Reducing the risk of pulmonary hypertension in infants with a congenital diaphragmatic hernia.

Research area

 |  newborn health


 |  congenital diaphragmatic hernia, pulmonary hypertension, fetal to neonatal transition, lung hypoplasia, mechanical ventilation


 |  PhD/Doctorate, Honours

Project description

This project focuses on congenital diaphragmatic hernia (CDH), a birth defect characterised by a failed closure of the diaphragm, creating a continuity between the thoracic and abdominal cavities. As a result, there is displacement of abdominal organs into the chest and this limits the space for the lungs to develop in the fetus. This leads to small lungs with abnormal airways and vessels, a condition called lung hypoplasia . Whilst in utero, lung hypoplasia is not a problem as the fetus receives oxygen via the placenta, but immediately after birth is potentially lethal. It often results in respiratory insufficiency requiring respiratory support with invasive mechanical ventilation and is complicated by persistent pulmonary hypertension of the newborn (PPHN). The latter is caused by a smaller cross-sectional area of the lung vasculature combined with raised vascular tone due to increased muscularisation of the vessels. Overall, postnatal mortality of CDH is high (30-40%) and is significantly worse when complicated with severe PPHN (up to 56%).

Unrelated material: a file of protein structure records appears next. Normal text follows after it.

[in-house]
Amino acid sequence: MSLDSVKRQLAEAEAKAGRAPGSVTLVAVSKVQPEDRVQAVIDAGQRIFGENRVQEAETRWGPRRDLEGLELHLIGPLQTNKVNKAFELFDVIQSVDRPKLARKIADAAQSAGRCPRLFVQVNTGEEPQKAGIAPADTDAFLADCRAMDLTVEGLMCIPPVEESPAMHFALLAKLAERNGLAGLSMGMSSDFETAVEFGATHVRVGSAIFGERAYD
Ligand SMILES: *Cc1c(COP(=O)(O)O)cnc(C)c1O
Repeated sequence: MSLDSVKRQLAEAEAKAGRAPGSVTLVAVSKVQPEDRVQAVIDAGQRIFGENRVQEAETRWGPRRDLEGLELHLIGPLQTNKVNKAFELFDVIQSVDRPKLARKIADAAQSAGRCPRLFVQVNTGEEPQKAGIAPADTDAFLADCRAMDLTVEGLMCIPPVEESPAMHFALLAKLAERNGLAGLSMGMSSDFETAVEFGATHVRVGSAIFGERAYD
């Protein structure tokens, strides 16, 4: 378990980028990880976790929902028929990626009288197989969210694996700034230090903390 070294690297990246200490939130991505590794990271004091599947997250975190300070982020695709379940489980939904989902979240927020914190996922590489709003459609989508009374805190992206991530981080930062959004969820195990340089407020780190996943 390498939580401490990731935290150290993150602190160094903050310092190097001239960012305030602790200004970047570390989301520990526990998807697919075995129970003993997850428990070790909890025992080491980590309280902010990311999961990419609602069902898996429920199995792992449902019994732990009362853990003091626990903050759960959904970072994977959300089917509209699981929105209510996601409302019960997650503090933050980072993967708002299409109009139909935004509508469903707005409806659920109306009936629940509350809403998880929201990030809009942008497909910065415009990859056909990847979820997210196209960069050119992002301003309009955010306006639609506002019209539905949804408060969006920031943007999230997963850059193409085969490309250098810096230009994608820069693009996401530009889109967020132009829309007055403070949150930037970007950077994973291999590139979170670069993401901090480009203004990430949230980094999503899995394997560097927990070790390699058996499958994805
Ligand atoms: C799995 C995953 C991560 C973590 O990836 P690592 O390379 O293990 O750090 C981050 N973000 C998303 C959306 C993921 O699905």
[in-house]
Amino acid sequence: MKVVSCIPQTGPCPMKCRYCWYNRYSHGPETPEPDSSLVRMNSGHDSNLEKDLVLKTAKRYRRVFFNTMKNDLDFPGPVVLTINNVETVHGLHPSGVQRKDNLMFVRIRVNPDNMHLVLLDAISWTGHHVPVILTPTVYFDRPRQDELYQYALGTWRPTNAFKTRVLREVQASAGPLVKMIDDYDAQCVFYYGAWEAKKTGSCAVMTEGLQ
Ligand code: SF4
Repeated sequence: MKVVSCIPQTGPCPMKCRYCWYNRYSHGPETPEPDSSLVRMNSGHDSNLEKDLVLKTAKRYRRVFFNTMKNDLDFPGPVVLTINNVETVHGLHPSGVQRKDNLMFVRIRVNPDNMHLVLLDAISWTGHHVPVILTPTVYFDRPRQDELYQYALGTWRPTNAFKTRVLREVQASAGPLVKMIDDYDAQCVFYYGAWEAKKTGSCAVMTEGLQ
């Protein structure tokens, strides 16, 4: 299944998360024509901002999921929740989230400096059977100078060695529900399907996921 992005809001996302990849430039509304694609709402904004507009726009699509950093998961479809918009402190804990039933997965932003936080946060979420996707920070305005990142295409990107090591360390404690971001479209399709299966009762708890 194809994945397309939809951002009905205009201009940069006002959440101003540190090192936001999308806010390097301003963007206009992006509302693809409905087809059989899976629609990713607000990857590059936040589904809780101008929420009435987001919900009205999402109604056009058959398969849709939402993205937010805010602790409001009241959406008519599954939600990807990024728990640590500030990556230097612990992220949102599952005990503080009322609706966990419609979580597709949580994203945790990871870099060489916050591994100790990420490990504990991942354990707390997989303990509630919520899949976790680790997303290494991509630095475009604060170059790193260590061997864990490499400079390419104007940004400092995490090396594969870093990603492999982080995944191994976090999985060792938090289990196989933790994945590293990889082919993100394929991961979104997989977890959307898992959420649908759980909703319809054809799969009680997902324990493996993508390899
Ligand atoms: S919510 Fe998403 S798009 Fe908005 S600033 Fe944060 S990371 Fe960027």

There is an urgent need to mitigate the effects of PPHN and improve outcomes for infants born with CDH. We believe that by optimising the transition period immediately after birth we could significantly reduce the risk of pulmonary hypertension. We propose further pre-clinical studies that will answer fundamental questions about the management of the transition period for these challenging infants.